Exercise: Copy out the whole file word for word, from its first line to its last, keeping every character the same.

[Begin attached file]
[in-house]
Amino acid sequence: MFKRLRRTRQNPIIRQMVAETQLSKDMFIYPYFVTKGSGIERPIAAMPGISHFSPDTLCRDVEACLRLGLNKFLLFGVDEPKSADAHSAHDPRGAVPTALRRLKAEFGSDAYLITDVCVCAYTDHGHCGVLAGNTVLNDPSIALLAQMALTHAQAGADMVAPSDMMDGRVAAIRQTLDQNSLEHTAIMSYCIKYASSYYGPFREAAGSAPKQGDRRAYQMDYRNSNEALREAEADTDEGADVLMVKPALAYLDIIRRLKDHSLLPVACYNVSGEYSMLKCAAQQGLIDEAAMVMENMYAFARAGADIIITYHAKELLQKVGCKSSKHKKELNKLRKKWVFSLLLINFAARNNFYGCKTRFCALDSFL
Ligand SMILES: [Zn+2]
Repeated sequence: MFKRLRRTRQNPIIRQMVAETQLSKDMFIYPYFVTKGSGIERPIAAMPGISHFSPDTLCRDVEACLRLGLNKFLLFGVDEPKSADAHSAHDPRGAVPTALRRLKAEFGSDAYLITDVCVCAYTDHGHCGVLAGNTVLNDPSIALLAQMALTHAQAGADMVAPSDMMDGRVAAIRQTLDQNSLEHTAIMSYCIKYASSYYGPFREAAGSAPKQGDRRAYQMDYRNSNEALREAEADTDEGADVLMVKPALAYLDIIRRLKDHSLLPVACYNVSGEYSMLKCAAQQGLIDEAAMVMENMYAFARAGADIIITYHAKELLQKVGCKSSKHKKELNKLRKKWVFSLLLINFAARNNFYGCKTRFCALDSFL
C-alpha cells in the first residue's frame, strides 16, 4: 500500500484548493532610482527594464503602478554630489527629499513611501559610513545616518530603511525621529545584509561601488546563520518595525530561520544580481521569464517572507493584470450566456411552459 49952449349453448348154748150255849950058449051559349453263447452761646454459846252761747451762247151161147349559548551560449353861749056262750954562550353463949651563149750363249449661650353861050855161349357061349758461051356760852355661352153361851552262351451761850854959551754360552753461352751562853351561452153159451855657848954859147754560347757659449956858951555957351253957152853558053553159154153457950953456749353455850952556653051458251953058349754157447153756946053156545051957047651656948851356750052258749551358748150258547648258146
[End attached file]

[in-house]
Amino acid sequence: MFKRLRRTRQNPIIRQMVAETQLSKDMFIYPYFVTKGSGIERPIAAMPGISHFSPDTLCRDVEACLRLGLNKFLLFGVDEPKSADAHSAHDPRGAVPTALRRLKAEFGSDAYLITDVCVCAYTDHGHCGVLAGNTVLNDPSIALLAQMALTHAQAGADMVAPSDMMDGRVAAIRQTLDQNSLEHTAIMSYCIKYASSYYGPFREAAGSAPKQGDRRAYQMDYRNSNEALREAEADTDEGADVLMVKPALAYLDIIRRLKDHSLLPVACYNVSGEYSMLKCAAQQGLIDEAAMVMENMYAFARAGADIIITYHAKELLQKVGCKSSKHKKELNKLRKKWVFSLLLINFAARNNFYGCKTRFCALDSFL
Ligand SMILES: [Zn+2]
Repeated sequence: MFKRLRRTRQNPIIRQMVAETQLSKDMFIYPYFVTKGSGIERPIAAMPGISHFSPDTLCRDVEACLRLGLNKFLLFGVDEPKSADAHSAHDPRGAVPTALRRLKAEFGSDAYLITDVCVCAYTDHGHCGVLAGNTVLNDPSIALLAQMALTHAQAGADMVAPSDMMDGRVAAIRQTLDQNSLEHTAIMSYCIKYASSYYGPFREAAGSAPKQGDRRAYQMDYRNSNEALREAEADTDEGADVLMVKPALAYLDIIRRLKDHSLLPVACYNVSGEYSMLKCAAQQGLIDEAAMVMENMYAFARAGADIIITYHAKELLQKVGCKSSKHKKELNKLRKKWVFSLLLINFAARNNFYGCKTRFCALDSFL
C-alpha cells in the first residue's frame, strides 16, 4: 500500500484548493532610482527594464503602478554630489527629499513611501559610513545616518530603511525621529545584509561601488546563520518595525530561520544580481521569464517572507493584470450566456411552459 49952449349453448348154748150255849950058449051559349453263447452761646454459846252761747451762247151161147349559548551560449353861749056262750954562550353463949651563149750363249449661650353861050855161349357061349758461051356760852355661352153361851552262351451761850854959551754360552753461352751562853351561452153159451855657848954859147754560347757659449956858951555957351253957152853558053553159154153457950953456749353455850952556653051458251953058349754157447153756946053156545051957047651656948851356750052258749551358748150258547648258146